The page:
Bitcoin Exchange Reports Data BreachBitstamp Says $5 Million in Virtual Currency Stolen
European Bitcoin exchange Bitstamp has temporarily suspended its services after some of its operational wallets were compromised on Jan. 4, resulting in the theft of 19,000 Bitcoins, worth more than $5 million.
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The news comes after last year's shuttering of Mt.Gox - then one of the world's biggest Bitcoin exchanges - which was taken abruptly offline in February 2014, raising concerns about the viability of the online virtual currency (see: Bitcoin Trading Website Goes Dark). The company had alleged nearly 850,000 Bitcoins were stolen from the exchange by hackers.
Then, in March 2014, Bitcoin-trading website Vircurex announced it was stopping withdrawals and deposits for the time being, citing recent "large fund withdrawals" for the sudden halt in operations. The site subsequently resumed operations.
The Bitstamp breach once again highlights key vulnerabilities of the Bitcoin ecosystem, including the lack of consumer protections, says Nathalie Reinelt, an analyst at the consultancy Aite Group who focuses on virtual currencies (see: Bitcoin: Mitigating the Risks).
"Although this breach is relatively small in comparison to the Mt.Gox breach a year ago, and according to the notice on Bitstamp's website will not affect consumer assets, it still continues to raise questions as to the viability of Bitcoin as a mainstream alternative," she says.
Latest Bitcoin Breach
Bitstamp says that once it learned of the breach, "we immediately notified all customers that they should no longer make deposits to previously issued Bitcoin deposit addresses." As an additional security measure, Bitstamp suspended its systems while it investigates the incident, working with law enforcement officials.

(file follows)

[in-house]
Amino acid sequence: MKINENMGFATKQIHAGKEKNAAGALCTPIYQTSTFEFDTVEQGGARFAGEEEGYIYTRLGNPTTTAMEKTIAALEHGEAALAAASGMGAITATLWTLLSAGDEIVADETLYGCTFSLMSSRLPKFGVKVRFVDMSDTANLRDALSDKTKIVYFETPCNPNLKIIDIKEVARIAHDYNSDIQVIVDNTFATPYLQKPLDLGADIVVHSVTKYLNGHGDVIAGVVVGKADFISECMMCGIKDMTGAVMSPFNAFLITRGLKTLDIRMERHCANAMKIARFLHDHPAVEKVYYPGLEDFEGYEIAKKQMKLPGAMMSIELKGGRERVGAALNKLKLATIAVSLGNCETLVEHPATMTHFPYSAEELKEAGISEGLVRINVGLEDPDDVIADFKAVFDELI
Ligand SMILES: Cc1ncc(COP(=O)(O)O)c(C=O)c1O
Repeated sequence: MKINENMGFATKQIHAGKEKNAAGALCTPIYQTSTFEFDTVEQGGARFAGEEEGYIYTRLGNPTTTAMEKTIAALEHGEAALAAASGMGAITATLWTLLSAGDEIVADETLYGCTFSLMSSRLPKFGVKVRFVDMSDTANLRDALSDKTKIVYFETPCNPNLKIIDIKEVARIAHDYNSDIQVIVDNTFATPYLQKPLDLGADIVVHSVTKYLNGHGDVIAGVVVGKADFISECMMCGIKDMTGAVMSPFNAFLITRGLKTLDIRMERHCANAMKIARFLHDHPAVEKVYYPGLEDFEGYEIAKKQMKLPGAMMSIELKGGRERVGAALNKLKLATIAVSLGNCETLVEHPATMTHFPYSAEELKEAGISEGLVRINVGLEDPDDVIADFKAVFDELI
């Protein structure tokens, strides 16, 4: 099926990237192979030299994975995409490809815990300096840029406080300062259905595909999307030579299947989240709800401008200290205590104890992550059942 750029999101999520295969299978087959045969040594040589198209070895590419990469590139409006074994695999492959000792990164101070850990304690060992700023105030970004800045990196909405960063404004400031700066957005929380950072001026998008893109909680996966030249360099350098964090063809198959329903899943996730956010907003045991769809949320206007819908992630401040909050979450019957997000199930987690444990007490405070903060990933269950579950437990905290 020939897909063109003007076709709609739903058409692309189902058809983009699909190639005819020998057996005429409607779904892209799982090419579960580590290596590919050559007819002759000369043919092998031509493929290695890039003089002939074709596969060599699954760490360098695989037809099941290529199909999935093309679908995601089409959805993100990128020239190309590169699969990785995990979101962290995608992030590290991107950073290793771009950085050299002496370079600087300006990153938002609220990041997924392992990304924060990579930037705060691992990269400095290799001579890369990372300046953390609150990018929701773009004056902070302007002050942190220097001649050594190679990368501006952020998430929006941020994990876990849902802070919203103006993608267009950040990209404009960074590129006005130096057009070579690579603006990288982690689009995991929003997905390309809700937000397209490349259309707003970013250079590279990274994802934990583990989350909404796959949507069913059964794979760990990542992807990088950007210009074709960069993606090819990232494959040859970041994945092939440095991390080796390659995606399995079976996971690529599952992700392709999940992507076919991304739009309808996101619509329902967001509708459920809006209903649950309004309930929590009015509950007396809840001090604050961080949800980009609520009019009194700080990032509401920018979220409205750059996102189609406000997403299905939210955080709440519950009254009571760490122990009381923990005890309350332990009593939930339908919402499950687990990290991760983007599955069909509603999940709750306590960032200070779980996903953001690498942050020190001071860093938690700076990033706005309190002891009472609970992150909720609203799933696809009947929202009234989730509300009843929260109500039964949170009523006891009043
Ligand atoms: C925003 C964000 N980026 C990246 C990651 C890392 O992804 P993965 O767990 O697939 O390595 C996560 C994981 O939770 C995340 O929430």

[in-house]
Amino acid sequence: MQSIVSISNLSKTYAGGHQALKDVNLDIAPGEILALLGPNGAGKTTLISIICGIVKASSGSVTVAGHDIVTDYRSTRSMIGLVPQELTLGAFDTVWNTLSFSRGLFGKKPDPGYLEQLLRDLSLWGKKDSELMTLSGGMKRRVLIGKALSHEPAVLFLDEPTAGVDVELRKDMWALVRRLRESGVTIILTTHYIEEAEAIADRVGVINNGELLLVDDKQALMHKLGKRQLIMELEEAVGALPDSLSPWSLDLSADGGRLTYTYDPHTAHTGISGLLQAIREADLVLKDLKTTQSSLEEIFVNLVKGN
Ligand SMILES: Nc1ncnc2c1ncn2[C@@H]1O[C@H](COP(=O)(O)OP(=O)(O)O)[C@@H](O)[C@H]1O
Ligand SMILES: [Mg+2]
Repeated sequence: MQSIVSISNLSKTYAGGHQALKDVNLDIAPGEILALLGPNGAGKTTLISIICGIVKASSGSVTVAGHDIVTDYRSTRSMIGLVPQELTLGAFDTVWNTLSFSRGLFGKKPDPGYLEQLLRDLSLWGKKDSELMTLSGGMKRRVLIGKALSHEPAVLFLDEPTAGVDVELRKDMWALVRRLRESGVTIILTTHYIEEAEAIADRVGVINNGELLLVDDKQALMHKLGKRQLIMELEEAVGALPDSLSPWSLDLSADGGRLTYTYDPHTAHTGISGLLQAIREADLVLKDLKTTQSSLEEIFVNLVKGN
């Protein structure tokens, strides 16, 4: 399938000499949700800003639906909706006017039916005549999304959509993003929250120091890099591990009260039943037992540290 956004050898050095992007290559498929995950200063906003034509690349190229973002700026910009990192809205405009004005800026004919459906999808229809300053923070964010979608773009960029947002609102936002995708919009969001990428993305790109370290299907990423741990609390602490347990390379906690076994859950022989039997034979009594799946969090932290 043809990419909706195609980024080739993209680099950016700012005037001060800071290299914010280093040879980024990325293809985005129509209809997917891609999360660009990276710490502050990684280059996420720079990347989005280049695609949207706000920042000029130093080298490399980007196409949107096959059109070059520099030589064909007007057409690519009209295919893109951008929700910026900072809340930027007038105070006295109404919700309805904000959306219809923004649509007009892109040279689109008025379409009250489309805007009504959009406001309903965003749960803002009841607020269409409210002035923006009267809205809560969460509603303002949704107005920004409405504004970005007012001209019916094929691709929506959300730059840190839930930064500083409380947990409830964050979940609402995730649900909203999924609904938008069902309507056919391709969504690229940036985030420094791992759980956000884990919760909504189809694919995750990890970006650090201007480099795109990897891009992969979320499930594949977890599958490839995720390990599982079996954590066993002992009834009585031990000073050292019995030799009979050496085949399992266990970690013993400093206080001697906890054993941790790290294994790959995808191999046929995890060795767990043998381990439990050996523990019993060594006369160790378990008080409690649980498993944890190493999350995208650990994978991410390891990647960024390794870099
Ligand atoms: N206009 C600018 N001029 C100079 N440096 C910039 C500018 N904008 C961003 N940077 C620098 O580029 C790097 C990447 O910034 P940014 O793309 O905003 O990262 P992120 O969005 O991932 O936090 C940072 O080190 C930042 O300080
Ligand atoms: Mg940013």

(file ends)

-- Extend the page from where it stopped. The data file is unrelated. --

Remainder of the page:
Bitstamp says the breach represents a small fraction of Bitstamp's total Bitcoin reserves, "the overwhelming majority of which are held in secure offline cold storage systems."
Customers who had Bitcoins held with the exchange before to its temporary suspension of services on Jan. 5 "are completely safe and will be honored in full," Bitstamp says.
The exchange says it's working to transfer a secure backup of its website to a new environment, which will be brought online in the coming days.
Virtual currency users have far fewer protections than those who use conventional banks, Reinelt says.
"When large mainstream financial institutions and merchants are attacked, consumers have peace of mind knowing that their finances will not be impacted since their accounts are insured and those breaches almost never result in the suspension of entire services," she says. "Consumers who need to transact with their Bitstamp accounts are dead in the water right now, and that's a problem for an industry that keeps insisting it's ready for prime time."
The Bitstamp breach sends a reminder that virtual currencies are still in their infancy and Bitcoin-based businesses don't always have the infrastructure to mitigate these attacks without impacting their customers, Reinelt adds.
A Red Flag?
Bitstamp's statement, which notes it's storing an "overwhelming majority" of its Bitcoin reserves in a secure, offline system, should raise red flags with consumers, Reinhelt says.
"If Bitcoin companies don't trust the ecosystem, to the point where they are taking their digital currency offline, why should consumers?" she asks.
It's unlikely that the stolen Bitcoins will be recovered, Reinelt says. "At best, Bitstamp can identify the breach and shore up their environment to prevent future compromises of the same nature."